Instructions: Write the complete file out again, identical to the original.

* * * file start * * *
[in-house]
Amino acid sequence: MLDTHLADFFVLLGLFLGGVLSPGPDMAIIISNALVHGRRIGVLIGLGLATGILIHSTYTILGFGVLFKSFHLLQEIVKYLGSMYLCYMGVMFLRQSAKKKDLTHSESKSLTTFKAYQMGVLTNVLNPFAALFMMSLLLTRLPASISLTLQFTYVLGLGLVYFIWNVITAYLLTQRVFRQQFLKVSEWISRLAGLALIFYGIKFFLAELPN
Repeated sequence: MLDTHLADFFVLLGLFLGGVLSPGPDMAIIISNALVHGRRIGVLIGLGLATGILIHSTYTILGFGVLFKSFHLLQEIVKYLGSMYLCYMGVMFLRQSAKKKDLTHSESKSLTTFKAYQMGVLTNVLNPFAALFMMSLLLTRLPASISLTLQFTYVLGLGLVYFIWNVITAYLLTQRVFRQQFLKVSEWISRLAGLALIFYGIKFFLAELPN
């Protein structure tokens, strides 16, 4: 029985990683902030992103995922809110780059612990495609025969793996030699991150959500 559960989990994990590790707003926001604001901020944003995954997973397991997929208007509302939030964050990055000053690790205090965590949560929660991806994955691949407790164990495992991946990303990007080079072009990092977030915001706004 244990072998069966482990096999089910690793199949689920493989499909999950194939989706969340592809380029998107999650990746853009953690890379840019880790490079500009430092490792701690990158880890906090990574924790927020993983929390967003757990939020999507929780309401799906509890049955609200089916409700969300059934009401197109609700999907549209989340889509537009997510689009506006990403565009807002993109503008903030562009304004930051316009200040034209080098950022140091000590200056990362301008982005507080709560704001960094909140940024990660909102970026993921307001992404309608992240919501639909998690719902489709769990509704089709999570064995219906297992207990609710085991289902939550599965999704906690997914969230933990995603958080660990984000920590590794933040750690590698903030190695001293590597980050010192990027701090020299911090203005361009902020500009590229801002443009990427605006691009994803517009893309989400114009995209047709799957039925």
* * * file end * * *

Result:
[in-house]
Amino acid sequence: MLDTHLADFFVLLGLFLGGVLSPGPDMAIIISNALVHGRRIGVLIGLGLATGILIHSTYTILGFGVLFKSFHLLQEIVKYLGSMYLCYMGVMFLRQSAKKKDLTHSESKSLTTFKAYQMGVLTNVLNPFAALFMMSLLLTRLPASISLTLQFTYVLGLGLVYFIWNVITAYLLTQRVFRQQFLKVSEWISRLAGLALIFYGIKFFLAELPN
Repeated sequence: MLDTHLADFFVLLGLFLGGVLSPGPDMAIIISNALVHGRRIGVLIGLGLATGILIHSTYTILGFGVLFKSFHLLQEIVKYLGSMYLCYMGVMFLRQSAKKKDLTHSESKSLTTFKAYQMGVLTNVLNPFAALFMMSLLLTRLPASISLTLQFTYVLGLGLVYFIWNVITAYLLTQRVFRQQFLKVSEWISRLAGLALIFYGIKFFLAELPN
């Protein structure tokens, strides 16, 4: 029985990683902030992103995922809110780059612990495609025969793996030699991150959500 559960989990994990590790707003926001604001901020944003995954997973397991997929208007509302939030964050990055000053690790205090965590949560929660991806994955691949407790164990495992991946990303990007080079072009990092977030915001706004 244990072998069966482990096999089910690793199949689920493989499909999950194939989706969340592809380029998107999650990746853009953690890379840019880790490079500009430092490792701690990158880890906090990574924790927020993983929390967003757990939020999507929780309401799906509890049955609200089916409700969300059934009401197109609700999907549209989340889509537009997510689009506006990403565009807002993109503008903030562009304004930051316009200040034209080098950022140091000590200056990362301008982005507080709560704001960094909140940024990660909102970026993921307001992404309608992240919501639909998690719902489709769990509704089709999570064995219906297992207990609710085991289902939550599965999704906690997914969230933990995603958080660990984000920590590794933040750690590698903030190695001293590597980050010192990027701090020299911090203005361009902020500009590229801002443009990427605006691009994803517009893309989400114009995209047709799957039925």